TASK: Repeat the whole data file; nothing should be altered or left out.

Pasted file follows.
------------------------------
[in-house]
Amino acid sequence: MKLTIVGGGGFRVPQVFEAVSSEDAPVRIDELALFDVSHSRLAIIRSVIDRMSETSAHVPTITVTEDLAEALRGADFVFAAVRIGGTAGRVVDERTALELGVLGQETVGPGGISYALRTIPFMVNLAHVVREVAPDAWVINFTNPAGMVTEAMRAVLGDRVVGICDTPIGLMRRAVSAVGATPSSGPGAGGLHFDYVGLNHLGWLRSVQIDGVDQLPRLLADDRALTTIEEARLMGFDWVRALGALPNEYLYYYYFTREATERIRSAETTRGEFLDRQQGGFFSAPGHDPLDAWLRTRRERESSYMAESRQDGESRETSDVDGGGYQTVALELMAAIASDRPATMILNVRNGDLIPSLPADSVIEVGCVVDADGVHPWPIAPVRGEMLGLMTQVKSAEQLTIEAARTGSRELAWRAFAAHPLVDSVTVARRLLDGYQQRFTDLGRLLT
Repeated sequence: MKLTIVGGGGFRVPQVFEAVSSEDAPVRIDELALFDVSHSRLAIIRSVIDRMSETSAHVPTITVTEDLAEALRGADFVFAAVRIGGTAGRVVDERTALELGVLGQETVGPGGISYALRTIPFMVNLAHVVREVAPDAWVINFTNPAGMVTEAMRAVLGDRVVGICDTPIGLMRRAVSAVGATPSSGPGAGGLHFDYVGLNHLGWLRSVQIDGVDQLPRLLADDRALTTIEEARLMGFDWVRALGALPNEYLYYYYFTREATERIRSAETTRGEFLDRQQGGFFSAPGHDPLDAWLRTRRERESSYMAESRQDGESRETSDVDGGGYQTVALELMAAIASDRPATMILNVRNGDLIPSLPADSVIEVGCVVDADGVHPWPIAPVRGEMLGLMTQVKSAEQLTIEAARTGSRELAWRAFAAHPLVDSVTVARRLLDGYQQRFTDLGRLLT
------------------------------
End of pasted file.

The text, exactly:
[in-house]
Amino acid sequence: MKLTIVGGGGFRVPQVFEAVSSEDAPVRIDELALFDVSHSRLAIIRSVIDRMSETSAHVPTITVTEDLAEALRGADFVFAAVRIGGTAGRVVDERTALELGVLGQETVGPGGISYALRTIPFMVNLAHVVREVAPDAWVINFTNPAGMVTEAMRAVLGDRVVGICDTPIGLMRRAVSAVGATPSSGPGAGGLHFDYVGLNHLGWLRSVQIDGVDQLPRLLADDRALTTIEEARLMGFDWVRALGALPNEYLYYYYFTREATERIRSAETTRGEFLDRQQGGFFSAPGHDPLDAWLRTRRERESSYMAESRQDGESRETSDVDGGGYQTVALELMAAIASDRPATMILNVRNGDLIPSLPADSVIEVGCVVDADGVHPWPIAPVRGEMLGLMTQVKSAEQLTIEAARTGSRELAWRAFAAHPLVDSVTVARRLLDGYQQRFTDLGRLLT
Repeated sequence: MKLTIVGGGGFRVPQVFEAVSSEDAPVRIDELALFDVSHSRLAIIRSVIDRMSETSAHVPTITVTEDLAEALRGADFVFAAVRIGGTAGRVVDERTALELGVLGQETVGPGGISYALRTIPFMVNLAHVVREVAPDAWVINFTNPAGMVTEAMRAVLGDRVVGICDTPIGLMRRAVSAVGATPSSGPGAGGLHFDYVGLNHLGWLRSVQIDGVDQLPRLLADDRALTTIEEARLMGFDWVRALGALPNEYLYYYYFTREATERIRSAETTRGEFLDRQQGGFFSAPGHDPLDAWLRTRRERESSYMAESRQDGESRETSDVDGGGYQTVALELMAAIASDRPATMILNVRNGDLIPSLPADSVIEVGCVVDADGVHPWPIAPVRGEMLGLMTQVKSAEQLTIEAARTGSRELAWRAFAAHPLVDSVTVARRLLDGYQQRFTDLGRLLT